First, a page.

To explore the surface information in the liver, a perfused liver organ was harvested and tissue samples were extracted to expose the liver surface shown in Fig. 3 . Liver samples were then sectioned in the direction perpendicular to the surfaces in order to keep the capsular collagen for imaging purposes, as shown in the inset of Fig. 3. To validate the use of SHG and TPEF microscopy to quantify morphological changes during fibrosis progression, feature compatibility in both the typical histopathological sections and in SHG/TPEF images was investigated. A histopathological tissue section from a fibrotic liver stained with MT [Fig. 3] is compared to a staining-free SHG/TPEF image [Fig. 3] from the same location with the pseudo-colors of green representing SHG signals and red representing TPEF signals. When compared to the stained image and with the major constituents marked, we observed that both the fibril collagen presented in the internal organ and the capsule collagen in the liver surface can be correctly detected by SHG signals. Because of the presence of intrinsic molecules such as NAD(P)H and flavins, which emit substantial fluorescence after excited with femtopulsed lasers,62 hepatocytes were easily seen as bright red cells in the SHG/TPEF image [Fig. 3]. Bile duct epithelial cells were shown in Fig. 3 as the dim red cells due to their lack of fluorescent molecules. The colocalization of these major features suggests that the pathological development of fibrosis on both the surface and in the interior of liver can be investigated by SHG/TPEF imaging for further quantification.
Defining Capsule and Subcapsule Regions on the Liver Surface
In order to perform a quantitative analysis of liver surface features, we need to define the liver surface with predominantly capsular collagen and the subcapsular region with cells. First, we rotated all images that we obtained into a top empty position whereby there is no tissue sample from the top edge of the image and the liver surface is exposed on the top. Then, combined SHG/TPEF images [Fig. 4 ] were separated into TPEF [Fig. 4] and SHG [Fig. 4] channels to differentiate the autofluorescence of liver cells from the second harmonic signals of type I collagen. In the TPEF images, the liver boundary was defined as the line boundary between the empty region and the region where there is autofluorescence, and the liver surface is the area below boundary. Because of the morphological difference between the capsule and other liver cells, we separate the surface area into two regions: the capsule and subcapsule regions. The definition of the two was defined in second-harmonic images [Fig. 4]. The SHG image was first converted into a binary image with regions that do not have signals shown as 0 and those with signals as 1. As the line boundary obtained from the red channel was moved pixel by pixel inward, we observed an increase in the average amount of collagen [line average in Fig. 4] through a maxima and back to its initial value. This defines the thickness of the capsule region. The thick white line in Fig. 4 is the capsule region in that image. Tracing parallel to this line, we went deeper into the tissue until we reached a depth where meaningful features or trends could be observed. This defines the thickness of the subcapsule region. We restricted this thickness to as the SHG/TPEF signal penetration limit in tissues.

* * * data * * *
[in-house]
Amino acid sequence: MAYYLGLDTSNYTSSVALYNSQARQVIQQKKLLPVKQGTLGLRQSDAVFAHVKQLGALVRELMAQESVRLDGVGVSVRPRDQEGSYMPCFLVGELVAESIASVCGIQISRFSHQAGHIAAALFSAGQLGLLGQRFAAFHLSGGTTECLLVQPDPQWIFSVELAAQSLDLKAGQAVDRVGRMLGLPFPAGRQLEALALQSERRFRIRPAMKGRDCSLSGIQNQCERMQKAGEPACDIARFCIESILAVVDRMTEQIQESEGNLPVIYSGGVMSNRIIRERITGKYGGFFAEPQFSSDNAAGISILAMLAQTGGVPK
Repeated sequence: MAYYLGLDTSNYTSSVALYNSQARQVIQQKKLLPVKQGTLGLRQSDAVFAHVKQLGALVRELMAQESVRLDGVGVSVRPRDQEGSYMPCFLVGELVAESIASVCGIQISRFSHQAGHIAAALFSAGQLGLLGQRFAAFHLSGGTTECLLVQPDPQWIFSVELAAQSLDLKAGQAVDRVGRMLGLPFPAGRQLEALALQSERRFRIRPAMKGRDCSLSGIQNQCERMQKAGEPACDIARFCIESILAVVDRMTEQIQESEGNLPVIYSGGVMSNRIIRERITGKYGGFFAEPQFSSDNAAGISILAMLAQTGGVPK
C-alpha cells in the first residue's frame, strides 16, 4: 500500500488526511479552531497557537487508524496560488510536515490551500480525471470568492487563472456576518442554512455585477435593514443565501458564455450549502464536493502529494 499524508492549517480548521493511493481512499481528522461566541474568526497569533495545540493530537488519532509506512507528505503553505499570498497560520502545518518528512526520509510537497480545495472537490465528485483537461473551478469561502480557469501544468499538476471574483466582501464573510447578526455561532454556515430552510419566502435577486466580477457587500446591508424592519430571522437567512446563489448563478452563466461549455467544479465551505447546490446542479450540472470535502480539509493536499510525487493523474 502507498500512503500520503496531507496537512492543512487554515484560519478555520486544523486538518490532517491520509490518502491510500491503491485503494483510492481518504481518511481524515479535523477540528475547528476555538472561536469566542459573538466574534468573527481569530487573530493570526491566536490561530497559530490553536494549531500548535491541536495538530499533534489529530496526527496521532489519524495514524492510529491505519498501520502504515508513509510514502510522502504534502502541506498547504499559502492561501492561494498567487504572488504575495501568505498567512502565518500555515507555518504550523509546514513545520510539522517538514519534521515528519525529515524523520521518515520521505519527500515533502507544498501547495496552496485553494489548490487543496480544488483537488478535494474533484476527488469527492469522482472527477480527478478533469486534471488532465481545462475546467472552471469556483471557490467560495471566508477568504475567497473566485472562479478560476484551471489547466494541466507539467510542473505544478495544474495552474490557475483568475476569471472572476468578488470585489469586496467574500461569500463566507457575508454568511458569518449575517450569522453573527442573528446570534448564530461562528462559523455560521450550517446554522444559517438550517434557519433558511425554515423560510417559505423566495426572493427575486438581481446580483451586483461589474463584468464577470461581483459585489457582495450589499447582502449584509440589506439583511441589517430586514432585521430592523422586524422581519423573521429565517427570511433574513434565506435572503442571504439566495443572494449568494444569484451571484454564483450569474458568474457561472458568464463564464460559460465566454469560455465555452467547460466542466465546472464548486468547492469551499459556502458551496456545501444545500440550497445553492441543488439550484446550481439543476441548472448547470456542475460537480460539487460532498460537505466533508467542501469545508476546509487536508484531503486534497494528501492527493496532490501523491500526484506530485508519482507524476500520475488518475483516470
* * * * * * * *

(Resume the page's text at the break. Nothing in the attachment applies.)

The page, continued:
Extracting Four Features from Both Surface and Interior Tissue
With capsule and subcapsule regions defined, we proceed to extract features from the two regions on the surface and in the liver interior. The defined thickness of the capsule region is a unique feature in the surface area. In the subcapsule region of the surface area and in the interior, the parameters included in the study were total collagen, collagen in bile duct areas, bile duct proliferation, and areas occupied by remnant hepatocytes. The feature extraction methods are elaborated in Section 2, and features extracted have been exemplified as binary maps in Fig. 5 based on the same sample image in Fig. 4. Total collagen [Fig. 5] is defined as the percentage of collagen that was presented in SHG images in the sub-capsule and interior area. Bile duct proliferation [Fig. 5] was defined as the percentage of areas in either the subcapsule or the interior that was occupied by bile duct cells. By overlapping Figs. 5 and 5, we obtained Fig. 5, which is the percentage of abnormal collagen that was distributed in the bile duct area. The area occupied by remnant hepatocytes [Fig. 5] is the percentage of areas taken by remnant hepatocytes, defined as small surviving hepatocyte clusters that are surrounded by bile duct cells, in the subcapsule or liver interior. All four features extracted here were based on comparison to the originally stained tissue samples and the pathologist readings.